‘Wish You Were Here’ – Meeting at last

Yesterday, eight months after we first saw each other in the blurry haze of Zoom, the writers with whom I worked on Wish You Were Here finally met face-to-face. It was a joy. The completion of a community art project is always a special moment, and I remember every one, but this had another layer. Like pen-pals, we were meeting for the first time as old friends. We had to get used to how we looked, without the familiar background of our homes, but with the physical reality of presence. There were double-takes as people recognised one another. When I arrived at Boston Guildhall, I almost walked past Sonya, Jane and Tess, having fun taking lockdown photos in the old cells – ‘Is that…Yes, it is you!’.

By perfect chance, someone had had the excellent idea of organising Boston’s first Book Festival this weekend, and so our small group had an ideal platform to present the book. Sonya Hundal took on the task of organising a stall at the Guildhall, and the others joined her for as much of the day as they could. When I got there in the afternoon, they’d already sold lots of copies. I watched as they talked about it to visitors – and dedicated copies – with much more ease than I’d have managed.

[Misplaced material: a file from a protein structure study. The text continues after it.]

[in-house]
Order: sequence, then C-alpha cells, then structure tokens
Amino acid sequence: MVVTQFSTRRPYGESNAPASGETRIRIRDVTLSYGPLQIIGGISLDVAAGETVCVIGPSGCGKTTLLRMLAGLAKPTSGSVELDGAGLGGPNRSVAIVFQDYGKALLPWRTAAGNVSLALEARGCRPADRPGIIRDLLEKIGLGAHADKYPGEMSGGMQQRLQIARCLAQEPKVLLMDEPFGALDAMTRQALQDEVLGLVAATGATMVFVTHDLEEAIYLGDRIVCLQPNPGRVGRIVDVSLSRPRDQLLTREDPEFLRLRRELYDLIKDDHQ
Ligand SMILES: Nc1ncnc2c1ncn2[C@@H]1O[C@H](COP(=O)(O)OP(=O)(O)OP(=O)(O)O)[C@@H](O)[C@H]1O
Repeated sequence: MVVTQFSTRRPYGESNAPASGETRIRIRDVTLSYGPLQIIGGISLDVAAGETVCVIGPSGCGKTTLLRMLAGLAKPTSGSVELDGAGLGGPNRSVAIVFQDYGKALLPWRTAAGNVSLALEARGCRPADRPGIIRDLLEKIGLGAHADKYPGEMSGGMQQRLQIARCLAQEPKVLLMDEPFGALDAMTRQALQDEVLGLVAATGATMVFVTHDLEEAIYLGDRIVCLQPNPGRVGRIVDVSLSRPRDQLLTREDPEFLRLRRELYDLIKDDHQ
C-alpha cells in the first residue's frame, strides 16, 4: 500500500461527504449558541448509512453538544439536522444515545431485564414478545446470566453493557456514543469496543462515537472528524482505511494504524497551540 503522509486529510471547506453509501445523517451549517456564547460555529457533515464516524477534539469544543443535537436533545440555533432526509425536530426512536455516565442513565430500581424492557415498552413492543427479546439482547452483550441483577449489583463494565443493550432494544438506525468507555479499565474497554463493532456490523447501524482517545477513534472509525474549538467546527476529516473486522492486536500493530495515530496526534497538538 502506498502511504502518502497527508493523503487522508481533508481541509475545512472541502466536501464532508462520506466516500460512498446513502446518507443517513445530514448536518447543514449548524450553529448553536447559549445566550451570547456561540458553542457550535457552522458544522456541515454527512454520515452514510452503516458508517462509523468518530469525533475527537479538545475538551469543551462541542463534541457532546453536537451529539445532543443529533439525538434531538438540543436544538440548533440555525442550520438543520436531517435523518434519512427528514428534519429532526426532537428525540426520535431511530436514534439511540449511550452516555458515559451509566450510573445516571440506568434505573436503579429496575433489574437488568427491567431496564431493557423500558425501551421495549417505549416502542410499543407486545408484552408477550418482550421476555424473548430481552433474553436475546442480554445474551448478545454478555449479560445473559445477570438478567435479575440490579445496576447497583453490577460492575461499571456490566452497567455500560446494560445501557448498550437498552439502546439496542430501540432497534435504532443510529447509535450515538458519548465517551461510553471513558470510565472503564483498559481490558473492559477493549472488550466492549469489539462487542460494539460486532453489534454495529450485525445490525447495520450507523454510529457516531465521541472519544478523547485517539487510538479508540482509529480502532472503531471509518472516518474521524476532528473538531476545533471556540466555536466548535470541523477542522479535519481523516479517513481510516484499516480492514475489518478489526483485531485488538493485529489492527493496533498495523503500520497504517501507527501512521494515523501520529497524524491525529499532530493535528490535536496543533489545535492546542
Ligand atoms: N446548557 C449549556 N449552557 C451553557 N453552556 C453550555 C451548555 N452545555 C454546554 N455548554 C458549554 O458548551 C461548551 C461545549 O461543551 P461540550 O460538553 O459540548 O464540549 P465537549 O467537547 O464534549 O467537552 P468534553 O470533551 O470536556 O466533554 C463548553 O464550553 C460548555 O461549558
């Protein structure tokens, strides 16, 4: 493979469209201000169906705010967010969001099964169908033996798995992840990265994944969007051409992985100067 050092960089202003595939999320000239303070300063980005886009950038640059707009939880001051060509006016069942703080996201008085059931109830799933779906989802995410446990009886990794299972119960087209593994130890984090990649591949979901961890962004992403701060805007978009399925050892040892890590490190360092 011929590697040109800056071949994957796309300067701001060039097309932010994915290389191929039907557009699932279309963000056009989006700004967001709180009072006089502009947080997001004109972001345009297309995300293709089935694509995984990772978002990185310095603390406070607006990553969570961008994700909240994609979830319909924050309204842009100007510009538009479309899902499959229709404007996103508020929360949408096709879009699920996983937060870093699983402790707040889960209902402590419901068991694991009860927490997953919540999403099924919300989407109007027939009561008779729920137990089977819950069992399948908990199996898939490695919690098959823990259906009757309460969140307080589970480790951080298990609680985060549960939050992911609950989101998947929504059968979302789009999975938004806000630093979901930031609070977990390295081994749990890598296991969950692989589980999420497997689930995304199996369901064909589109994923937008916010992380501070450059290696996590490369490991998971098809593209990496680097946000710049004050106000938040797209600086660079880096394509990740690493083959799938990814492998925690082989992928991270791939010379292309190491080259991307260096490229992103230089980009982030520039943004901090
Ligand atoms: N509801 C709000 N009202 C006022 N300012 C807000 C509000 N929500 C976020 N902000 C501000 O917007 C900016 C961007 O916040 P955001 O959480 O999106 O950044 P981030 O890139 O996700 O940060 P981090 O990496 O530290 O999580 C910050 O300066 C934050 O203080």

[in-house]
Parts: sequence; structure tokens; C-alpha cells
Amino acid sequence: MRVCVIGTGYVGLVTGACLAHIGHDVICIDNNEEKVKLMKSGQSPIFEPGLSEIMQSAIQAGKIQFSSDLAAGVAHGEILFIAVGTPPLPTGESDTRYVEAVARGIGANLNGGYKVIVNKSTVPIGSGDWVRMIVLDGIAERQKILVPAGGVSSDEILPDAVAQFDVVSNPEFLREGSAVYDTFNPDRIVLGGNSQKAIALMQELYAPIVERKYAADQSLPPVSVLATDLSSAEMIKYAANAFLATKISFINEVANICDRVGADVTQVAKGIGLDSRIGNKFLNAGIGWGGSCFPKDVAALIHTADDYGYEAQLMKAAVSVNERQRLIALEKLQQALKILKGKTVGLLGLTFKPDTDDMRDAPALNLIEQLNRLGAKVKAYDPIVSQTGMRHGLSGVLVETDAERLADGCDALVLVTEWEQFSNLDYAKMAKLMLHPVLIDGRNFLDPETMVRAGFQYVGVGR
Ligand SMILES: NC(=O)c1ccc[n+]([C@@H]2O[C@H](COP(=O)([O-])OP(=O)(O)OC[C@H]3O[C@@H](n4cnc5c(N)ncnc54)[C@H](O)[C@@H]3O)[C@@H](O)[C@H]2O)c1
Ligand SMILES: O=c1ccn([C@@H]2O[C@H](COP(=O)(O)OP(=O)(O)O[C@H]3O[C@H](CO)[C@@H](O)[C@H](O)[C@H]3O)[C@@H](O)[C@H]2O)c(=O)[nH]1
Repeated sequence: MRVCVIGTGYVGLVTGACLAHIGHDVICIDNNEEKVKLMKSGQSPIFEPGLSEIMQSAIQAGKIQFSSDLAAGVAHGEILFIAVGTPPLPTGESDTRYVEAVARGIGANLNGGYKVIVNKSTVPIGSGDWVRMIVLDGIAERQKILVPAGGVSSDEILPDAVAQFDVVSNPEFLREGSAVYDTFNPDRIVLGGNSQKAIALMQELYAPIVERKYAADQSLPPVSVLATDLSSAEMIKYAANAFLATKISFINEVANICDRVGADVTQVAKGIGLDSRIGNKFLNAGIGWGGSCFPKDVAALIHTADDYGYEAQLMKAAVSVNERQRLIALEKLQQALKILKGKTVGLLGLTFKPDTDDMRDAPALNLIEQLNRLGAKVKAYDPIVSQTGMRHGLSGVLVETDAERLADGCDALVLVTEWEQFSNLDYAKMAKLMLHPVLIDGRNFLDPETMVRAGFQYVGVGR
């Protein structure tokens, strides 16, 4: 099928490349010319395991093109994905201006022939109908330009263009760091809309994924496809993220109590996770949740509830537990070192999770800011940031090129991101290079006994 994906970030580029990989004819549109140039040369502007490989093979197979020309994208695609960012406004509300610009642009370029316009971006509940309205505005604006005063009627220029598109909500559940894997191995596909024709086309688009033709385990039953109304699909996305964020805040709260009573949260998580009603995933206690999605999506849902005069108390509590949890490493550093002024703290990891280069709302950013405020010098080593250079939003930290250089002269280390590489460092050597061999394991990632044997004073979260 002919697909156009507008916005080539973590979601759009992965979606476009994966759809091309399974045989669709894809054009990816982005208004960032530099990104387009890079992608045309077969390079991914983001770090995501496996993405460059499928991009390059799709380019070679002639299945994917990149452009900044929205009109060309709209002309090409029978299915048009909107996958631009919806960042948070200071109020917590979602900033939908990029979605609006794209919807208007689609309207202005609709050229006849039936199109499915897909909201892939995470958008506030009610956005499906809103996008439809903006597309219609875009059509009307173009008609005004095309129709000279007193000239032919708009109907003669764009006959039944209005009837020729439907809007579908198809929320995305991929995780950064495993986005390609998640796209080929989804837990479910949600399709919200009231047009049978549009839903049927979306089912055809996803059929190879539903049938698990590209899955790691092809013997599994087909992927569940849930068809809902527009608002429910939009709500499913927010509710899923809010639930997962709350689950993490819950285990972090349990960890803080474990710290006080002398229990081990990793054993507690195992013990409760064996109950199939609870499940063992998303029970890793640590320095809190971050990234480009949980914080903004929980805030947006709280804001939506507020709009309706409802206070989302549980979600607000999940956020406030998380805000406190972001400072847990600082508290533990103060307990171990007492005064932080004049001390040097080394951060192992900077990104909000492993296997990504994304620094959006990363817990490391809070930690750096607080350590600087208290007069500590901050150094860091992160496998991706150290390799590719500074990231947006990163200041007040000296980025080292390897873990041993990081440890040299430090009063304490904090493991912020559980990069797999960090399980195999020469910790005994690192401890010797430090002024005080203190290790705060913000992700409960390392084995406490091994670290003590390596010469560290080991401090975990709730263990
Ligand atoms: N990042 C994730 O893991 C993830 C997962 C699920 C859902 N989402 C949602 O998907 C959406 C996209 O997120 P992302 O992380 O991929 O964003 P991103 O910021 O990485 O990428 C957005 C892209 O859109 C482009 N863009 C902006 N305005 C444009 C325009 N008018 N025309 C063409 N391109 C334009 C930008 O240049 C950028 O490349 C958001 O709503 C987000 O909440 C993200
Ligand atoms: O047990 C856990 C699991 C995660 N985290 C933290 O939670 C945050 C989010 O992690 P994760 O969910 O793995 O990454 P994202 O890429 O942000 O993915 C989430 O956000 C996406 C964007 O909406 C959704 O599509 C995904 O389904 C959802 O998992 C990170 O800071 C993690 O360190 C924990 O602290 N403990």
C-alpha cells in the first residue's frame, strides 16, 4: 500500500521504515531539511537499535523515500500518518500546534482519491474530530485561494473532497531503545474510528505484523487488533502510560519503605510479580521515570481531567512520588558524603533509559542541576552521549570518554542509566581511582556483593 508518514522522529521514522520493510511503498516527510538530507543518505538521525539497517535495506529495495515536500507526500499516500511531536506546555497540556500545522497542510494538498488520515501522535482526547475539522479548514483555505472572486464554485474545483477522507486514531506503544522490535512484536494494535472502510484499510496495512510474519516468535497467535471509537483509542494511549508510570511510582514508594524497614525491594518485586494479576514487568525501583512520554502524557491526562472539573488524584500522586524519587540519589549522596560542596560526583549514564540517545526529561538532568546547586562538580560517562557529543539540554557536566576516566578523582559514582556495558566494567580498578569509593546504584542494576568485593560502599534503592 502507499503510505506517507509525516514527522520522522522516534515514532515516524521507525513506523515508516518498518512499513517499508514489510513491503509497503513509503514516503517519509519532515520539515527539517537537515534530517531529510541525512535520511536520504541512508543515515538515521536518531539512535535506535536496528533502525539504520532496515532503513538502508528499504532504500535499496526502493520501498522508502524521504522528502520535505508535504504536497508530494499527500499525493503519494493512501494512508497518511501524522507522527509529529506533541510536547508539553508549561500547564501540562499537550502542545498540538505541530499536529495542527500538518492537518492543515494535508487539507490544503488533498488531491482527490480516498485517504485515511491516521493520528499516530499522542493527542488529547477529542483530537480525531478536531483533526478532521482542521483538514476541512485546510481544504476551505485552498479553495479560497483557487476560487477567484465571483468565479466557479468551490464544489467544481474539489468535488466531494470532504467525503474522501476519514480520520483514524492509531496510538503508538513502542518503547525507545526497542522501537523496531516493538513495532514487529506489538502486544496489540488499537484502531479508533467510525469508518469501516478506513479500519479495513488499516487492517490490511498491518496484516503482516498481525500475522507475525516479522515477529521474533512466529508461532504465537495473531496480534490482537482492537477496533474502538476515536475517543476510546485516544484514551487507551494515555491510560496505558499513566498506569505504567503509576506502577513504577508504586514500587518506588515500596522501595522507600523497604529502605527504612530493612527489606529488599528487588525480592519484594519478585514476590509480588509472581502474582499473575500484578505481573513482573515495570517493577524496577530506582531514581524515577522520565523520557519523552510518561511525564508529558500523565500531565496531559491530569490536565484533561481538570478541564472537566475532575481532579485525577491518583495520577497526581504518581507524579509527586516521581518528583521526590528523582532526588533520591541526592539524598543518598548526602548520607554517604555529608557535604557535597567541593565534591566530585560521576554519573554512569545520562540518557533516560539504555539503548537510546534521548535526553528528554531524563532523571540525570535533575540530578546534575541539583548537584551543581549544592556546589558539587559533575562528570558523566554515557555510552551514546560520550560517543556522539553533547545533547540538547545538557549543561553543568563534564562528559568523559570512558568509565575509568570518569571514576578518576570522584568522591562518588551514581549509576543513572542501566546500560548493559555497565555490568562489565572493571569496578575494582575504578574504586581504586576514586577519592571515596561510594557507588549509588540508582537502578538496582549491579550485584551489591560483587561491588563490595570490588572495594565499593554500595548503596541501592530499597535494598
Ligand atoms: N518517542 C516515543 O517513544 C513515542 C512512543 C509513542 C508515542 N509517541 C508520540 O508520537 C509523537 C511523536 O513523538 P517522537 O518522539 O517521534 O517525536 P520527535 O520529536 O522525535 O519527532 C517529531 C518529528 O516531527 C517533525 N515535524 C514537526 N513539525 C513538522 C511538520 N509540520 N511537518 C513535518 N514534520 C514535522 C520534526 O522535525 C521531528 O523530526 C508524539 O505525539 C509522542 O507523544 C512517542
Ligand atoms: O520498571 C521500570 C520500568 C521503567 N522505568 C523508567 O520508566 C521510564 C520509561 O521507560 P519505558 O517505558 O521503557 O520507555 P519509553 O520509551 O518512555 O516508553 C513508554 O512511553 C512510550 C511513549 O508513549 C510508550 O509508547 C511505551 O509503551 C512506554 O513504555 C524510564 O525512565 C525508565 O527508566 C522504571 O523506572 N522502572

Afterwards we gathered at the White Hart, from whose windows you can see the river and the parish church that graces the book cover in Rosie Redzia’s lovely drawing. Among other milling party guests, we talked, ate and basked in the happiness that comes from having created something you’re proud of, with people you’ve got to know and like through the process. Tentative plans were made for further work, perhaps a live reading, even some films. Who knows?

For now, it was enough to be here, meeting at last, another small community brought together by art.

Thanks to Writing East Midlands, Transported, Arts Council England and The Baring Foundation, who supported this project, and especially to Michael Cartwright, Sonya Hundal, Jane Kay, Frances Sabey, Tess Sanderson, Brian Skinner and Rosie Redzia whose creativity made it so valuable.

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